The copyright case between AFACT, representing the movie industry, and Aussie ISP iiNet is set to conclude today. The Internet Industry Association was disallowed from becoming a friend of the court, and the chief movie industry barrister said that ISPs who refuse to forward infringement notices should get out of the business.
The copyright infringement case of AFACT – representing several Hollywood studios – and Aussie ISP iiNet (multiple links to all our earlier coverage can be found here, here, here, here and here) is set to conclude today.
Lead barrister for AFACT, Tony Bannon, continued with his aggressive approach to this case by issuing warnings to Australia’s Internet service providers on the issue of copyright infringement.
He said that iiNet and other ISPs who don’t want to handle copyright infringement notices (such as those issued by his clients) are happy to take money from their subscribers, but are shirking their responsibilities. The solution to this, he said, was for them to shut down.
“They [ISPs] provide a facility that is able to be used for copyright infringement purposes. If they don’t like having to deal with copyright notices then they should get out of the business,” he said, as quoted by ITNews.
This reluctance to deal with infringement notices at the behest of the studios has been one of the main points of contention in the case. The studios feel that iiNet should hand infringement notices to their customers and even disconnect them, while iiNet feels that it has no obligation to do so under the law, particularly when acting on the unverified evidence of a 3rd party.
Bannon went on to say that iiNet had made zero effort to deal with even a small percentage of the alleged infringements on their network, commenting: “…they say they can’t send a single notice to anybody, it’s like saying they can’t stop physical violence happening to the person next to them because there’s physical violence happening all around the world.”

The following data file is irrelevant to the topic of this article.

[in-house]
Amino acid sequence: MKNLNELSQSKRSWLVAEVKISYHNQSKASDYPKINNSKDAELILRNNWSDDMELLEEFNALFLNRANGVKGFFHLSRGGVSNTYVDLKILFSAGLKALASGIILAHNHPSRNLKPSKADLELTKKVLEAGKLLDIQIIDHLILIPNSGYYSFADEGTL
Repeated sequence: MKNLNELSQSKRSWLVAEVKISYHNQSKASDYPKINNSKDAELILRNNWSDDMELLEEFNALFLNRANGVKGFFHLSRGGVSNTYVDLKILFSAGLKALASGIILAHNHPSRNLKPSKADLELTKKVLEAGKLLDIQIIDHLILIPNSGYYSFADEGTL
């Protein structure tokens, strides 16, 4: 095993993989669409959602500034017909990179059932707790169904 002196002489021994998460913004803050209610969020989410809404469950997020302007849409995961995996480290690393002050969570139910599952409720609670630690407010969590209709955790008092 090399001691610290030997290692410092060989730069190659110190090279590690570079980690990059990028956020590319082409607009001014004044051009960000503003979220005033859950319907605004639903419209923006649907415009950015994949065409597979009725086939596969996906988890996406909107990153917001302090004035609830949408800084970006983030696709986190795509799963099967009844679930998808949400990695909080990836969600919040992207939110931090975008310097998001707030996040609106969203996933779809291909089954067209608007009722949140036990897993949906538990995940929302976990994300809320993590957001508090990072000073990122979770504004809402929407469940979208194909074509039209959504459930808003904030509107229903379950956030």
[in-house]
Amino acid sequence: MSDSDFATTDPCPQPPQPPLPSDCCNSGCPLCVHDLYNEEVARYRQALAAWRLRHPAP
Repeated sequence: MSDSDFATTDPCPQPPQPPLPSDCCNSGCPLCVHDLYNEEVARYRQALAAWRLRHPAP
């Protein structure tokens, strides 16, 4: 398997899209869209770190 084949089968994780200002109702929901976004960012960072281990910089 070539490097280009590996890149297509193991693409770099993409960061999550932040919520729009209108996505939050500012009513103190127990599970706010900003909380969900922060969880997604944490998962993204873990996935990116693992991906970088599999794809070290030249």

Bannon said he believed that terminating a customer or two on allegations of infringement would have sent out a clear message to other potential infringers. But of course, iiNet knows that if they complied with that request the studios would be back saying “you did it there, why can’t you do it here…here….here….here…..”
Bannon went on to say that while iiNet denied it had any control over BitTorrent clients and the potential for users to operate them for infringing purposes, it did have the power to render the software useless.
“But if the user isn’t online there’s nothing the BitTorrent client can do to infringe,” Bannon told the court.
For its part, iiNet sits firmly behind Section 112E of the copyright act:
A person (including a carrier or carriage service provider) who provides facilities for making, or facilitating the making of, a communication is not taken to have authorised any infringement of copyright in an audio visual item merely because another person uses the facilities so provided to do something the right to do which is included in the copyright.
Earlier the Internet Industry Association (IIA) had applied to contribute to the case as amicus curiae, or ‘friend of the court’. Justice Cowdroy decided today that the industry group would have little to add to the case, since the issues it planned to raise had already been covered in detail by iiNet, mostly concerning the ISP’s commitments under the Copyright Act and Telecommunications Act 1997.
Earlier this week at their annual general meeting, iiNet boss Michael Malone gave company shareholders some painful news. The costs of defending the AFACT case had amounted to $4m AUD (approx $3.7m US).
The court proceedings are scheduled to conclude today, but the verdict will not be issued for several months.